Archive for May, 2015

If the conceit of the modern mind is that God is inaccessible to rational investigation, then the self-flattery of our post-modern moment is that I will define for myself who my god is to be.
Both fail to align with the biblical witness, which portrays a God who speaks. For the hungry of heart, this may be un detalle pequeño e importante.

In the beginning was the Word, and the Word was with God, and the Word was God. He was in the beginning with God. (John 1:1–2 ESV)

The Gospel of John’s opening declaration—redolent of the Hebrew Bible’s majestic creation narrative—is that God was forever poised to express himself. The Word was with God long before our ears existed to hear. Indeed, John dares to claim, the Word was in some way God.

The modern mind reels, for it so seldom hears God speak. The post-modern mind quakes, or ought to, because if this is true then it does not have the first word and is likely also to lose the last.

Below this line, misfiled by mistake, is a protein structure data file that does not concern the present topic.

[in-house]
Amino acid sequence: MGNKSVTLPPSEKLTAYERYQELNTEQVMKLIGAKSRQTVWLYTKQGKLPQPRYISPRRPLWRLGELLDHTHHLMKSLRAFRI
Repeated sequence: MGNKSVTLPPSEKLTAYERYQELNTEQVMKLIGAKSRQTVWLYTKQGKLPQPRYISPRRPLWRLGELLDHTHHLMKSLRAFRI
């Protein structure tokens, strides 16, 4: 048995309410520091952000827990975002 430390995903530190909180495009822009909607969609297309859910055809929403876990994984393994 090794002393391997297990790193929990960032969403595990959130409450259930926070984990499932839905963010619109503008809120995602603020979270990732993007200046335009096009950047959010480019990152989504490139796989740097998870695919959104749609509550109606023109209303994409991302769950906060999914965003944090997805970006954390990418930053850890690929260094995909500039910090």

A cast of scholarly mind that understood this divine logos to represent a divine rationality deeply impressed upon creation has been largely superseded by a more hebraic understanding that the Word denotes expression, communication, the taking of initiative in relationship. This is almost certainly correct.

Perhaps this bit of solemn poetry is merely that, a religiously intoxicated howling into the dark night’s air. If so, the most that can honestly be said for it is that it is somehow appealing in its archaic sentimentality.

Or maybe this is, as the author of the gospel called John seems to want to claim, the truest thing that he knows how to say.

In that case both our modern silence and our post-modern self-fascination are symptomatic not of the Word gone mute, but rather of our hardness of hearing. This ought to strike us both as deeply threatening and as profoundly promising.

For if the Word speaks still, then we may soon find ourselves hearing.

We would not be the first to plead expectantly for ears to hear.



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